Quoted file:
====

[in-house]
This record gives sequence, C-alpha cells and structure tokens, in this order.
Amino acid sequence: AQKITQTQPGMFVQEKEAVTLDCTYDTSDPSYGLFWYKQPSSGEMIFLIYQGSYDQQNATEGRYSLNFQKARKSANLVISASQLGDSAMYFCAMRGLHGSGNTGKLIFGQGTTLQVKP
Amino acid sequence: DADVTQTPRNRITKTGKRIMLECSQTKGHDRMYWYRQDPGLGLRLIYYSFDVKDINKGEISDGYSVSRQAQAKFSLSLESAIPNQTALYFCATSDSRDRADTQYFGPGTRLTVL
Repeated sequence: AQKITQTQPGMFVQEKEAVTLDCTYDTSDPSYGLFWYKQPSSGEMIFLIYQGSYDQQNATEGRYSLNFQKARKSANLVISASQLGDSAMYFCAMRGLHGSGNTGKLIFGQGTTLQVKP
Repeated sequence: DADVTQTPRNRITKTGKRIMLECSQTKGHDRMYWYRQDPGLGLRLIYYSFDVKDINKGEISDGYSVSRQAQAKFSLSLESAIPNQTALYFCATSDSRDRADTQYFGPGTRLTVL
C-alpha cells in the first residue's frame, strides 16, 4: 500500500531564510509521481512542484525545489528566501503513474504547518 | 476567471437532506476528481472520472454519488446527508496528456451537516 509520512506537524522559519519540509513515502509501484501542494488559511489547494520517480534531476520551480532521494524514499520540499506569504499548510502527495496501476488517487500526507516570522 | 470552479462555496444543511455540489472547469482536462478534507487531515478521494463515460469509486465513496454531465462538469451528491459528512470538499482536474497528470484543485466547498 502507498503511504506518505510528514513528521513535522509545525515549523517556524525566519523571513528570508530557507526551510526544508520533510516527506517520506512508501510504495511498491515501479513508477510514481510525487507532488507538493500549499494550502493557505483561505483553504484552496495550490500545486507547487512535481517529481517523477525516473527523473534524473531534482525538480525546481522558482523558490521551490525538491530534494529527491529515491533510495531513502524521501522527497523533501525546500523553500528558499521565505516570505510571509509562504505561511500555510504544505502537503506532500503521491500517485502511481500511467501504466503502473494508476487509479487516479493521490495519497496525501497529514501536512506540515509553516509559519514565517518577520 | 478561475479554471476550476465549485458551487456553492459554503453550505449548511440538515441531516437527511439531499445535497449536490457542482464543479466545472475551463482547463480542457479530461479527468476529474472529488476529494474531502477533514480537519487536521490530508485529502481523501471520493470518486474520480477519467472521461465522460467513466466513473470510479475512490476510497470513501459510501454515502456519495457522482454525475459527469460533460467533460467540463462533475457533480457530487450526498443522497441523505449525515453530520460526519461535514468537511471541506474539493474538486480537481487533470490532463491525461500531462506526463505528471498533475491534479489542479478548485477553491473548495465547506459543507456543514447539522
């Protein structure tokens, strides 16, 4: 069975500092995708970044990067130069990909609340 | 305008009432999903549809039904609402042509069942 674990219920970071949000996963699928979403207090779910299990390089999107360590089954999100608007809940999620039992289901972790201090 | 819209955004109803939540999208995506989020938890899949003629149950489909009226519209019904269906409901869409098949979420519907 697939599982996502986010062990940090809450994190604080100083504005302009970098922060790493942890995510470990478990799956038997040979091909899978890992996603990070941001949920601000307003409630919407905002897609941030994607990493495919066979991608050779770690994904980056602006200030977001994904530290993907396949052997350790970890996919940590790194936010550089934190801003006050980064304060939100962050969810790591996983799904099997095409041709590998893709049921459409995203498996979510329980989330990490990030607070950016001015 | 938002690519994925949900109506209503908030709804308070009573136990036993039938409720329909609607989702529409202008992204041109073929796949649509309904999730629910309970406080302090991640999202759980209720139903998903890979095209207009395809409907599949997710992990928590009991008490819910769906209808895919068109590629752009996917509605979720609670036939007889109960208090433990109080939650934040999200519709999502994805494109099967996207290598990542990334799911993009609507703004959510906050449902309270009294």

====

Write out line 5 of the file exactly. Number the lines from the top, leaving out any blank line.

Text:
Repeated sequence: AQKITQTQPGMFVQEKEAVTLDCTYDTSDPSYGLFWYKQPSSGEMIFLIYQGSYDQQNATEGRYSLNFQKARKSANLVISASQLGDSAMYFCAMRGLHGSGNTGKLIFGQGTTLQVKP